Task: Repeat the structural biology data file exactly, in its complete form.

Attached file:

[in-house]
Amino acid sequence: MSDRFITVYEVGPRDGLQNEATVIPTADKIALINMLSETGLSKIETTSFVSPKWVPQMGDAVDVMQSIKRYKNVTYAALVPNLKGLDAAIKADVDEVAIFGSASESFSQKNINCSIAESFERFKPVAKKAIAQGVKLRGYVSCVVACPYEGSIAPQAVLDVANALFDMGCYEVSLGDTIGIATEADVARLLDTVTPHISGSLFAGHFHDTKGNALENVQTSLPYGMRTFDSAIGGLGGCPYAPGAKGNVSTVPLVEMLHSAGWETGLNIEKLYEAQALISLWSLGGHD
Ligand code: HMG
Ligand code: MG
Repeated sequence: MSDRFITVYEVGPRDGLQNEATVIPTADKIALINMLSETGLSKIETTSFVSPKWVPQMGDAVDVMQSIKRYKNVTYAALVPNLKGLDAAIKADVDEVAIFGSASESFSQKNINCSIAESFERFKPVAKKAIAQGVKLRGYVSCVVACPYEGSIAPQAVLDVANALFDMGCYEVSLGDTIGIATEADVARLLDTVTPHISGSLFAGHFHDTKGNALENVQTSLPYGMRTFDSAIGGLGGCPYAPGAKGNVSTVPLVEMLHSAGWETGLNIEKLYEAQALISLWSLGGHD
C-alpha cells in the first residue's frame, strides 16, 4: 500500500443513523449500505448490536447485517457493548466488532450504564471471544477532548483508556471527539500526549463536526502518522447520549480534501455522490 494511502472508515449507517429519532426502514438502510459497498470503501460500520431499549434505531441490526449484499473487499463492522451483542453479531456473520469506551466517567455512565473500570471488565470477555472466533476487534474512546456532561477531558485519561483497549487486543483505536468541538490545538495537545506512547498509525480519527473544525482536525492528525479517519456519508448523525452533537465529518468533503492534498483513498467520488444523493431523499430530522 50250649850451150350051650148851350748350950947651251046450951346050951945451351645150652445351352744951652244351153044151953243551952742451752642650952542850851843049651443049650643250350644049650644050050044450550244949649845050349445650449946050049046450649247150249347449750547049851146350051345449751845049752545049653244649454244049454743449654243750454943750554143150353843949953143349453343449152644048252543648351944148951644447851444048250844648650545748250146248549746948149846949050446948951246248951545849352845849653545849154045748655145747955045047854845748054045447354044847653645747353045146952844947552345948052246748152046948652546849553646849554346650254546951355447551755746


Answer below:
[in-house]
Amino acid sequence: MSDRFITVYEVGPRDGLQNEATVIPTADKIALINMLSETGLSKIETTSFVSPKWVPQMGDAVDVMQSIKRYKNVTYAALVPNLKGLDAAIKADVDEVAIFGSASESFSQKNINCSIAESFERFKPVAKKAIAQGVKLRGYVSCVVACPYEGSIAPQAVLDVANALFDMGCYEVSLGDTIGIATEADVARLLDTVTPHISGSLFAGHFHDTKGNALENVQTSLPYGMRTFDSAIGGLGGCPYAPGAKGNVSTVPLVEMLHSAGWETGLNIEKLYEAQALISLWSLGGHD
Ligand code: HMG
Ligand code: MG
Repeated sequence: MSDRFITVYEVGPRDGLQNEATVIPTADKIALINMLSETGLSKIETTSFVSPKWVPQMGDAVDVMQSIKRYKNVTYAALVPNLKGLDAAIKADVDEVAIFGSASESFSQKNINCSIAESFERFKPVAKKAIAQGVKLRGYVSCVVACPYEGSIAPQAVLDVANALFDMGCYEVSLGDTIGIATEADVARLLDTVTPHISGSLFAGHFHDTKGNALENVQTSLPYGMRTFDSAIGGLGGCPYAPGAKGNVSTVPLVEMLHSAGWETGLNIEKLYEAQALISLWSLGGHD
C-alpha cells in the first residue's frame, strides 16, 4: 500500500443513523449500505448490536447485517457493548466488532450504564471471544477532548483508556471527539500526549463536526502518522447520549480534501455522490 494511502472508515449507517429519532426502514438502510459497498470503501460500520431499549434505531441490526449484499473487499463492522451483542453479531456473520469506551466517567455512565473500570471488565470477555472466533476487534474512546456532561477531558485519561483497549487486543483505536468541538490545538495537545506512547498509525480519527473544525482536525492528525479517519456519508448523525452533537465529518468533503492534498483513498467520488444523493431523499430530522 50250649850451150350051650148851350748350950947651251046450951346050951945451351645150652445351352744951652244351153044151953243551952742451752642650952542850851843049651443049650643250350644049650644050050044450550244949649845050349445650449946050049046450649247150249347449750547049851146350051345449751845049752545049653244649454244049454743449654243750454943750554143150353843949953143349453343449152644048252543648351944148951644447851444048250844648650545748250146248549746948149846949050446948951246248951545849352845849653545849154045748655145747955045047854845748054045447354044847653645747353045146952844947552345948052246748152046948652546849553646849554346650254546951355447551755746